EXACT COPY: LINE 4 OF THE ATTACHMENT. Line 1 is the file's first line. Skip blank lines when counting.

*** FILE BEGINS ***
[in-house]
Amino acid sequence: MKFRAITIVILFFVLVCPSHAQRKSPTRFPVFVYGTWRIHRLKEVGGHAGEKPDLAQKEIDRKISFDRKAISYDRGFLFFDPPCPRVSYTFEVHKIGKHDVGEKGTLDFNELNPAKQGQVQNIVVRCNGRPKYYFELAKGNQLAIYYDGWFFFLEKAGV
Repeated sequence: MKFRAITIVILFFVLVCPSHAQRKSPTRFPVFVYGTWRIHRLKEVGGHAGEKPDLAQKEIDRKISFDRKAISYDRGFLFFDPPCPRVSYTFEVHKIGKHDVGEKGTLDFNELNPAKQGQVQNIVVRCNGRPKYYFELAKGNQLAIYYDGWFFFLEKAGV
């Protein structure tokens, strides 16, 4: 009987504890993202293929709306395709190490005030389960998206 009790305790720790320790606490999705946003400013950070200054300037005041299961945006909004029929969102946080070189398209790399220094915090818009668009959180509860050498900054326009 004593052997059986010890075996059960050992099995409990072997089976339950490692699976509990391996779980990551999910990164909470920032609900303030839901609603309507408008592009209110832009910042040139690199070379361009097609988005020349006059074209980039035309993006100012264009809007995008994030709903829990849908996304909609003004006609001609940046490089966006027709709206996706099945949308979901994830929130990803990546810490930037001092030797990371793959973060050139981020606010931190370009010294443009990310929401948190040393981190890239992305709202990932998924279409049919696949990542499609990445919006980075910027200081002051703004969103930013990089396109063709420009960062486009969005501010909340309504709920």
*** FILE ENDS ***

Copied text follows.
């Protein structure tokens, strides 16, 4: 009987504890993202293929709306395709190490005030389960998206 009790305790720790320790606490999705946003400013950070200054300037005041299961945006909004029929969102946080070189398209790399220094915090818009668009959180509860050498900054326009 004593052997059986010890075996059960050992099995409990072997089976339950490692699976509990391996779980990551999910990164909470920032609900303030839901609603309507408008592009209110832009910042040139690199070379361009097609988005020349006059074209980039035309993006100012264009809007995008994030709903829990849908996304909609003004006609001609940046490089966006027709709206996706099945949308979901994830929130990803990546810490930037001092030797990371793959973060050139981020606010931190370009010294443009990310929401948190040393981190890239992305709202990932998924279409049919696949990542499609990445919006980075910027200081002051703004969103930013990089396109063709420009960062486009969005501010909340309504709920």